Schernikau’s text is both the structural starting point and an element of the story, with readings from the text throughout. Incorporating protests, nights out in Bushwick and days of coffee and a lot of lying around in bed, So Pretty successfully creates and maintains (despite pushback from the real world seeping in) an atmosphere of concentrated pleasantness that’s a pleasure to sink into. The film premiered at the Berlinale Forum and shows Thursday as part of BAMcinemaFest 2019.

Filmmaker: I think you shot the footage at the protest before the crowdfunding started. It seems like there’s a mix of half or three quarters of a screenplay, and then there are these other elements that were found along the way.

Rovinelli: The film is like an autobiography using zero facts of my own life except for my body. I was not supposed to be in the film. That decision ended up being made four days before shooting, because we had an actor that was unable to participate. My French and American producers were like, “It’s you,” which made a lot of sense, because the film was already trying to work through this text that was not about me at all. That was certainly disorienting—I was deep in pre-pro building the set and everything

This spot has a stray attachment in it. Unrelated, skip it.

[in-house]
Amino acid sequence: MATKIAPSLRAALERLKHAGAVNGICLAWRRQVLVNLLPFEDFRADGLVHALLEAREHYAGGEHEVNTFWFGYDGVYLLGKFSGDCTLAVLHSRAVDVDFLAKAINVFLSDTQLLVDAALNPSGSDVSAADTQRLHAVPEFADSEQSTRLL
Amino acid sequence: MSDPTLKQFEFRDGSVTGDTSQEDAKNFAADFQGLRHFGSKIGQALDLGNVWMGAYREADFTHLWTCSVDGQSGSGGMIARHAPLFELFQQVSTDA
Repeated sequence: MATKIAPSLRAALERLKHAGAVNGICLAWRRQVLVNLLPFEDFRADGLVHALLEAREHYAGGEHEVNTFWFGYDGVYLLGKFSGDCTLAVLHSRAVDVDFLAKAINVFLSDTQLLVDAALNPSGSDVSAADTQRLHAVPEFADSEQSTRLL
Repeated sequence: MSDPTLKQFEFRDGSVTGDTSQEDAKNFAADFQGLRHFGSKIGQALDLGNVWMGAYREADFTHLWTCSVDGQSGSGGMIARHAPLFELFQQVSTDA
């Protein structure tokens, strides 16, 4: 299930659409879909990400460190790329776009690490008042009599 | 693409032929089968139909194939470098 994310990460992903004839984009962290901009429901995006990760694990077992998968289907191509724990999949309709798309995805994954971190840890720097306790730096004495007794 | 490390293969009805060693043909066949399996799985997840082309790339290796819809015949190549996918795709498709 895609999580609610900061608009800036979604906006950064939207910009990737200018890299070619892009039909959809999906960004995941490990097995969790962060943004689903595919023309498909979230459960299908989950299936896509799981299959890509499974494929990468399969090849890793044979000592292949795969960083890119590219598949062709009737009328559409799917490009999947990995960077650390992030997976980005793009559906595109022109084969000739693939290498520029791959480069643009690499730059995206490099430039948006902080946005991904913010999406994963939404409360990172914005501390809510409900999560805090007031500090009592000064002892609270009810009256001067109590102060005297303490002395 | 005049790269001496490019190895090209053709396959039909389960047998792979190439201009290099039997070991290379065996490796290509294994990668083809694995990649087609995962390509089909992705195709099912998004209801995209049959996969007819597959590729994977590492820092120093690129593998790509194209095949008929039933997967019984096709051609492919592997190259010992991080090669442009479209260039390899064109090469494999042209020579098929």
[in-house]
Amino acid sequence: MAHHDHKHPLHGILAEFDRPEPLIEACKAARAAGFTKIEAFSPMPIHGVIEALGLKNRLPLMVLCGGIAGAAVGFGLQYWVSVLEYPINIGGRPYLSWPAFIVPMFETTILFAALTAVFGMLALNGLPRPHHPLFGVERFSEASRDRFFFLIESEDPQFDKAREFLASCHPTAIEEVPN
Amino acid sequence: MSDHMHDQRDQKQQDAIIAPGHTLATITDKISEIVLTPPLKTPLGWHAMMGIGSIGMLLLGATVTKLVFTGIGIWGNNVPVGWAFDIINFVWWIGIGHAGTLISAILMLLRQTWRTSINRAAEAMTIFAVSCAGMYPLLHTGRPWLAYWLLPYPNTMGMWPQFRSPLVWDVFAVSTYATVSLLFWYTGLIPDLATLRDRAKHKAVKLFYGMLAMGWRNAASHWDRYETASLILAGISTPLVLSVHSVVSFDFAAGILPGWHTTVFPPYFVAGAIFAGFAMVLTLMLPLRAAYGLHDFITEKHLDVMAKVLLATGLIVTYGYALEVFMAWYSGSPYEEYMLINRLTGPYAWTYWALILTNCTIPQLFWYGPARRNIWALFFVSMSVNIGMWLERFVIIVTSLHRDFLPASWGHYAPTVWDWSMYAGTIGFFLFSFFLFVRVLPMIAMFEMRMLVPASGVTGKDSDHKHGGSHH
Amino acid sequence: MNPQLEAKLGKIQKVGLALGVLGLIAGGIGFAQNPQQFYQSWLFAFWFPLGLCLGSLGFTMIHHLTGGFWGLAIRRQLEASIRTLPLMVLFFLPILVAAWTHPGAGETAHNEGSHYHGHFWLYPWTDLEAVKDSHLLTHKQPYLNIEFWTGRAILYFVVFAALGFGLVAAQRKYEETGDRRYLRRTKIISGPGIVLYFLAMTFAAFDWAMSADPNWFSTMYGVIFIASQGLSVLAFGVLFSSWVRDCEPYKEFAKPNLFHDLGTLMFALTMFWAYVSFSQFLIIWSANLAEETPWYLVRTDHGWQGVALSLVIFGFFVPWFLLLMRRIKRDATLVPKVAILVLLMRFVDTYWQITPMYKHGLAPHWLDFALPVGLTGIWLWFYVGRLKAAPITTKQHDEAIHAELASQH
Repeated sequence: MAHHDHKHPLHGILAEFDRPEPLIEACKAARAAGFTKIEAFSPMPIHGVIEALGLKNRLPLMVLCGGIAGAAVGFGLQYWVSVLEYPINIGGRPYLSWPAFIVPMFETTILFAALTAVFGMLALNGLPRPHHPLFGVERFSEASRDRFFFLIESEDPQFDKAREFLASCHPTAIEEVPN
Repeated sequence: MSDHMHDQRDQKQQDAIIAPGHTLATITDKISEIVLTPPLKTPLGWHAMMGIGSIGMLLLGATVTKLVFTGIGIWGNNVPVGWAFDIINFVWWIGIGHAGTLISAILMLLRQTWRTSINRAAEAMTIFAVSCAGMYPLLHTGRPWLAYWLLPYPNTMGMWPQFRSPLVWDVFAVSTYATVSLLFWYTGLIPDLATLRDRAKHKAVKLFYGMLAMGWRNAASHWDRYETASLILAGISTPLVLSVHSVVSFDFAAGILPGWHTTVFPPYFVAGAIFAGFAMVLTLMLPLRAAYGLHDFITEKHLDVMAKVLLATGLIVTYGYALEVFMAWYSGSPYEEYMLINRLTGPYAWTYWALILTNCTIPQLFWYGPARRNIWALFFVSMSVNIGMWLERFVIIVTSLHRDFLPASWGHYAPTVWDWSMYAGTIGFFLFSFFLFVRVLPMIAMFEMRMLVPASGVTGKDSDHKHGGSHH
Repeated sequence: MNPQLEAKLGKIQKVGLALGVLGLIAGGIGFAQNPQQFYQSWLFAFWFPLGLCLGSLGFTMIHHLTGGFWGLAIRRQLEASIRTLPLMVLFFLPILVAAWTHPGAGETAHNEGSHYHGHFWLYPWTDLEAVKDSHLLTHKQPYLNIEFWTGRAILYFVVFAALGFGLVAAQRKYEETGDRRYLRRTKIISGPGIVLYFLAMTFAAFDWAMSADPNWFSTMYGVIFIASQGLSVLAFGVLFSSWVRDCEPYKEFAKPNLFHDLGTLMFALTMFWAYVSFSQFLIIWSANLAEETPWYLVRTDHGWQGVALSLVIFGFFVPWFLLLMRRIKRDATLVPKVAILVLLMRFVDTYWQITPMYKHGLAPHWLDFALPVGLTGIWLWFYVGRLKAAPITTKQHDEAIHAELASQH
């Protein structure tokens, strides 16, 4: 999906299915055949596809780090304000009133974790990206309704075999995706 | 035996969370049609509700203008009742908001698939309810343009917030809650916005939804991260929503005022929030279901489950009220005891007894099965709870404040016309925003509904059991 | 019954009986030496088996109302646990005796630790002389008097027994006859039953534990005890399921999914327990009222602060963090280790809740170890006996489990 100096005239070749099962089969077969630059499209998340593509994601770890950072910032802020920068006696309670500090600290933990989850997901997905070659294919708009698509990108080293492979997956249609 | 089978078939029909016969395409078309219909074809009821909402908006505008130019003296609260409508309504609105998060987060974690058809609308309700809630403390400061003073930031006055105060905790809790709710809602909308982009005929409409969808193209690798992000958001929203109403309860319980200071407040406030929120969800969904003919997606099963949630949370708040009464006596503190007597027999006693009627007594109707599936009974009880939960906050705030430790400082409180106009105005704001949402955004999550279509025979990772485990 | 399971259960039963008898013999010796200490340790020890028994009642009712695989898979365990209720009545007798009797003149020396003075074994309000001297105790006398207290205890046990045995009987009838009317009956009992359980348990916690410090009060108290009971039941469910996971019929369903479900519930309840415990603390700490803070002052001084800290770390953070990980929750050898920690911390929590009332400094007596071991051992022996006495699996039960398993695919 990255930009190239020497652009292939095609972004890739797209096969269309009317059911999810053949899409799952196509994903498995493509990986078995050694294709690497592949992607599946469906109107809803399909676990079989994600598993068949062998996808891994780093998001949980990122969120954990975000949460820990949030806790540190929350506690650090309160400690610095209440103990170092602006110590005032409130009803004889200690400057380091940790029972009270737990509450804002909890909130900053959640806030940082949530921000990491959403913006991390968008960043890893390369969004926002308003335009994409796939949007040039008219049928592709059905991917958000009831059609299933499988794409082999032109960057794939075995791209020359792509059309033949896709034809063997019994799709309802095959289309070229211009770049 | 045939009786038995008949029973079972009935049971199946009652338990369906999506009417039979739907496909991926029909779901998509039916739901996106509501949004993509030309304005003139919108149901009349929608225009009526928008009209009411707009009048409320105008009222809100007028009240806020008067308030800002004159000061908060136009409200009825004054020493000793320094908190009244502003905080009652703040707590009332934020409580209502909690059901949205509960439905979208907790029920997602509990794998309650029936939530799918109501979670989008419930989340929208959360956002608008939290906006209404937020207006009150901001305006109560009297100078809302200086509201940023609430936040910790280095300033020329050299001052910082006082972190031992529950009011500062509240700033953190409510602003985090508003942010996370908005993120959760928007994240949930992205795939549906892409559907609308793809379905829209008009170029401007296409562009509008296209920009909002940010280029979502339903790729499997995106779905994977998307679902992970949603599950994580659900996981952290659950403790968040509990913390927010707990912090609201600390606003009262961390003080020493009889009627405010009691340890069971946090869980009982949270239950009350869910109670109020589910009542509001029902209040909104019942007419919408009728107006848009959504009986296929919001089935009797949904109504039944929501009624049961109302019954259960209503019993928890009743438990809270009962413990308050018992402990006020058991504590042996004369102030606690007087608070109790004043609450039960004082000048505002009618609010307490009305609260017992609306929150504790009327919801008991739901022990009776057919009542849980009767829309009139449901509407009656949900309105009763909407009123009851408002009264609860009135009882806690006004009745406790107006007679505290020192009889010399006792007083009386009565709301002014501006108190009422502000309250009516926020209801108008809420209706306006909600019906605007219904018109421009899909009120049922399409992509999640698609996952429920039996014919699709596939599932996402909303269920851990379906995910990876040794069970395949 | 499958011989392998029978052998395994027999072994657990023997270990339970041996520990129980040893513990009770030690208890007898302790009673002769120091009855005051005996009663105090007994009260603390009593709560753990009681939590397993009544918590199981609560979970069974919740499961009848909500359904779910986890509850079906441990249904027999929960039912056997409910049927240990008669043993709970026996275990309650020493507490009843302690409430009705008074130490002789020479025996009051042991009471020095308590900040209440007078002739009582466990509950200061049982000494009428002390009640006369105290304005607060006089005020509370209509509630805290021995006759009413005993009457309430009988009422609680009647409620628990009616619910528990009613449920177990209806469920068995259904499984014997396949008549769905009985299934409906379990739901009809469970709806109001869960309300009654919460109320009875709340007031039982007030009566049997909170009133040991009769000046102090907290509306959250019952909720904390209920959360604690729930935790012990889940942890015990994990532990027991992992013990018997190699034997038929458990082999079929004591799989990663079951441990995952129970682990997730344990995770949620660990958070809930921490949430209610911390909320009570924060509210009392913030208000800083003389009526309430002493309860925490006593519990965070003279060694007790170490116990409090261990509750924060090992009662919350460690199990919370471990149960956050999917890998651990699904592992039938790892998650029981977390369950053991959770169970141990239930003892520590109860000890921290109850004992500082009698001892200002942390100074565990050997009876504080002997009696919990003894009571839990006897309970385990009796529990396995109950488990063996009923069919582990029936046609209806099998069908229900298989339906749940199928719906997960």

Filmmaker: What were you building?

Rovinelli: Just the apartment. There was very little architecting going on. The only thing we knew is we had to shoot some protest footage, so we waited for one that seemed like it was going to have enough people and did it.

Filmmaker: Which one was that?

Rovinelli: A protest at Trump Tower. But I always knew I didn’t want his name in this movie, and I didn’t want to make this film reducible to Trump, because then it’s a film made in opposition rather than a film about building something.

Filmmaker: Which is a utopian space.